Flour Sack Rags

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Status: Finished  |  Genre: Memoir  |  House: Booksie Classic


The coat of rainbow flour sack rags can speak to your extrasensory perception.

Submitted: December 31, 2017

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Submitted: December 31, 2017

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The secret aura which makes a story good is when the story is so vividly transporting that reading it causes you to understand how it feels to be born blind or with bilateral cleft palate and lip.

The mysterious element that brings a story to life is when the legend hypnotizes you into empathy with the little girl who is ridiculed by her classmates for wearing a coat of rags that were sewn together by her mother with love in every stitch. Her mom didn’t have enough money to afford to buy a new coat for her daughter who had outgrown her old one. The dyed cloth that comes on twenty-pound sacks of flour was always saved by her mother to be used as hand towels or dish rags.

The rags were drying by the woodstove in the kitchen of the weathered clapboard shack. It was late autumn. The first snow was flying. The little girl had to walk to school because her mom didn’t have a car and there was no bus service in those days. To keep her daughter from freezing in the icy air of the deepening cold, her mother stitched the striped flour sack rags together by hand to make a rainbow coat for her dear sweet daughter to wear to school.

The little girl was eagerly hopeful about the rainbow coat her mom was so caringly creating out of flour sack rags. The little girl couldn’t wait for her mother to finish the coat so she could wear it to school to show all her classmates.

When the day finally came, the little girl excitedly slipped her small arms into the warm coat, hugged her mama goodbye, then ran all the way to school with a smile complimenting the rosiness which the biting wind had painted upon her smooth delicate cheeks.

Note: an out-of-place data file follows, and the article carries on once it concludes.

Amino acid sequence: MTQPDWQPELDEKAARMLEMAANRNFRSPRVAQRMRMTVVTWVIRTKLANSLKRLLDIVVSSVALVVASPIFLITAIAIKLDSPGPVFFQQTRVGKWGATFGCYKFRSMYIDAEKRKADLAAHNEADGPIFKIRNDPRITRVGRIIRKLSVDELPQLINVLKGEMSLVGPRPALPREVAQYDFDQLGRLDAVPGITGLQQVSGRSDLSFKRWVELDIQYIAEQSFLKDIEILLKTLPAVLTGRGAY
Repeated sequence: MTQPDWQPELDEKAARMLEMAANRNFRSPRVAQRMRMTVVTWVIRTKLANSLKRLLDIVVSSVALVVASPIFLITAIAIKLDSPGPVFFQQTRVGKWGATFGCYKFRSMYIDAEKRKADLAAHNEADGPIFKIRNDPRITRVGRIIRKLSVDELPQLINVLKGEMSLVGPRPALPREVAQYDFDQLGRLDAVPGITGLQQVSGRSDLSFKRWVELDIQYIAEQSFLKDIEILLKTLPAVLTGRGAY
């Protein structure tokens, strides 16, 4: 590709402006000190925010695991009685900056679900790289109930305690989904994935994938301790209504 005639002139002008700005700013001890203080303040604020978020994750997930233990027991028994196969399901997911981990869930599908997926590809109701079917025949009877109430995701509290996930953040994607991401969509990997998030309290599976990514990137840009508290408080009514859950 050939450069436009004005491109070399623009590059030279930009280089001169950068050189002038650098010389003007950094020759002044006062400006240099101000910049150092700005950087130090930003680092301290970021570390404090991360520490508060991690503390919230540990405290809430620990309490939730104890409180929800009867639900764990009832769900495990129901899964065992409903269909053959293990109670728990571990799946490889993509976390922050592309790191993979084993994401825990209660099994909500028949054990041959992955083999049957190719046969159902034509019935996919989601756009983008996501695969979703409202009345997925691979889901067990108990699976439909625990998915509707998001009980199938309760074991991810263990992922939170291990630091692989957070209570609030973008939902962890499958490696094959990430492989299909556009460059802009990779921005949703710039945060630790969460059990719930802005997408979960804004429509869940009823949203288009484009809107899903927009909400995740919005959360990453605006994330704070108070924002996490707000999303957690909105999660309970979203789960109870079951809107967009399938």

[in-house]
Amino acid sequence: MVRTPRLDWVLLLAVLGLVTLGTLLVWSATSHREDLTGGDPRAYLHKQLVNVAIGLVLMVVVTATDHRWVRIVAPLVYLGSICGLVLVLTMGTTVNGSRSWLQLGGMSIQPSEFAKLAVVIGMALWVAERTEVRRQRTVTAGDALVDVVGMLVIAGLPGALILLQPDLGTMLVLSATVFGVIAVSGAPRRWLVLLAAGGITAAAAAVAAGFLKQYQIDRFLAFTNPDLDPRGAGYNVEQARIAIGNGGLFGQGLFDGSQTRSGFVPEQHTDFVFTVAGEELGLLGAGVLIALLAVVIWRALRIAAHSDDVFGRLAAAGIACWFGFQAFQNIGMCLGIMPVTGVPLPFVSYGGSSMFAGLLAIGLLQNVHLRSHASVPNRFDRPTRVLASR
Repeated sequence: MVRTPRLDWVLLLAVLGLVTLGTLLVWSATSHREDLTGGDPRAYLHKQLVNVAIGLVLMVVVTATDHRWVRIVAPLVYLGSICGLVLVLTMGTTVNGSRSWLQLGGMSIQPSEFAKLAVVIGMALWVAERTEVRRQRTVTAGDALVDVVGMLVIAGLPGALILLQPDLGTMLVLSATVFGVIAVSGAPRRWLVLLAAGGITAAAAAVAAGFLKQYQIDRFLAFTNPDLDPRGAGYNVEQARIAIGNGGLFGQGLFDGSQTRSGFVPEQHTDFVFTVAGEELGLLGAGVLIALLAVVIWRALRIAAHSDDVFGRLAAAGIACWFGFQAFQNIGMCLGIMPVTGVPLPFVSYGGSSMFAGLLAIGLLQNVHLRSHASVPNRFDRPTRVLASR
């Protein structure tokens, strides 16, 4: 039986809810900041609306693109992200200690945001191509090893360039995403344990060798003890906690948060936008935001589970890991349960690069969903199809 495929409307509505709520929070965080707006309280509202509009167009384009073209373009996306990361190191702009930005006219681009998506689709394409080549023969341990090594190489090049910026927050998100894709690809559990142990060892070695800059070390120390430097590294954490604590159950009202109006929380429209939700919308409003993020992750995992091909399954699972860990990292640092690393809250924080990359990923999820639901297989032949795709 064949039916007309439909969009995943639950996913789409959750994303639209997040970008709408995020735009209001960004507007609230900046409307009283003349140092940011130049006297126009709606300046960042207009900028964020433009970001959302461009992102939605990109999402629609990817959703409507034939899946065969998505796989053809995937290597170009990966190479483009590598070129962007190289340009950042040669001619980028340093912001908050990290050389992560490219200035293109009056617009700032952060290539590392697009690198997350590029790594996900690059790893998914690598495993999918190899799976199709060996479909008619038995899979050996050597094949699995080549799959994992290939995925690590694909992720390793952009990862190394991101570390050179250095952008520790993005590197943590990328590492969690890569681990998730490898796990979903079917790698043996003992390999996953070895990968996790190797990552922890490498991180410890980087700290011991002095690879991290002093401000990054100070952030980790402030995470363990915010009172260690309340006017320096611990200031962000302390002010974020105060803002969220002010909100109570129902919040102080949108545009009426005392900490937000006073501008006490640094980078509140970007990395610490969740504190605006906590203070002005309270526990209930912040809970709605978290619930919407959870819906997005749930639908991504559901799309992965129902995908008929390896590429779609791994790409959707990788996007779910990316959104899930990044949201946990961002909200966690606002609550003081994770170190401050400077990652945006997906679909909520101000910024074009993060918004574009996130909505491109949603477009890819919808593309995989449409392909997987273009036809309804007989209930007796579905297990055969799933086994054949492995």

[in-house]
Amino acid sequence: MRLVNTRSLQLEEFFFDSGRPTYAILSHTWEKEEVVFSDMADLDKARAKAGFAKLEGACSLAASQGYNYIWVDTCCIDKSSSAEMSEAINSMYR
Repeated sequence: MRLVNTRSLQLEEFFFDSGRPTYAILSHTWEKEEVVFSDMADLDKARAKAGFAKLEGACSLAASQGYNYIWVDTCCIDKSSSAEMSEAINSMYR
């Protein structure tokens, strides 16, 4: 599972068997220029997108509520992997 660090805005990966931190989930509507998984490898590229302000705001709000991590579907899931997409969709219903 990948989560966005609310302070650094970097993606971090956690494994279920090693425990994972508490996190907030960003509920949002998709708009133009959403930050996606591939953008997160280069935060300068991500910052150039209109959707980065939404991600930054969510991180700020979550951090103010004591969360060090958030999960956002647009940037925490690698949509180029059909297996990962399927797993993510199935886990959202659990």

When she breezed into the school room, all the noisy chatter ceased. There was a moment of eerie silence. You could have heard a pin drop. Breathing heavily to catch her breath from brisk sprinting, the little girl beamed with delight in enthusiastic expectancy to hear how much everyone was impressed with her elegant coat of many brightly glowing rainbow-striped flour sack rags.

After a long moment of stunned gawking, all the other students burst out in mocking laughter. They pointed fingers and made insulting remarks about how lame and ugly the little girl’s coat was. She had never been so humiliated in all her life. It was the worst day of school ever. During recess, nobody would play with the little girl who still wore her coat of flour sack rags that her mother had sewn with love.

After school the little girl moped along the wooded path toward home in heartache and solitude. The snow was falling heavier. Everywhere the cottony fluffy flakes descended in suffocating gloom and dreadful silence. She began to feel a stinging resentment toward her mom for sewing a coat out of old rags.

When she was halfway home, the little girl’s emotional mood swung back in favor of her mama. She decided she would wear her coat of rainbow rags no matter what the other students thought. Even if they ridiculed her every day, the little girl would wear the coat her mama had made for her and would wear it with confidence and a smile in her heart.

She began to feel a warm glow of love surging inside her. The surge of love was an overflowing adoration for her courageous mama. The little girl ran the rest of the way home anxious to tell her mother how much she loved her and the coat of rainbow-striped flour sack rags.

When the little girl bounded into the weathered shack, she called out, but mama did not answer. In the kitchen the little girl found mama lying face down on the floor beside the wood-burning stove. Mama was not moving. Mama was not breathing.

The little girl knelt down on the cold floor. She shook mama and spoke to her. Mama was unresponsive. One side of mama’s head had run since the day she was born. The lifelong affliction had finally burst in cerebral hemorrhage that resulted in immediate death.

The little girl removed her coat of rainbow flour sack rags and gently draped it over her silent mama, then laid down on the floor to huddle close to keep mama warm.

When a story is told with the telepathic virtuosity to place readers inside the little girl’s coat of flour sack rags, it has the mysterious ghostly essence which makes a story good.


© Copyright 2018 Sean Terrence Best. All rights reserved.

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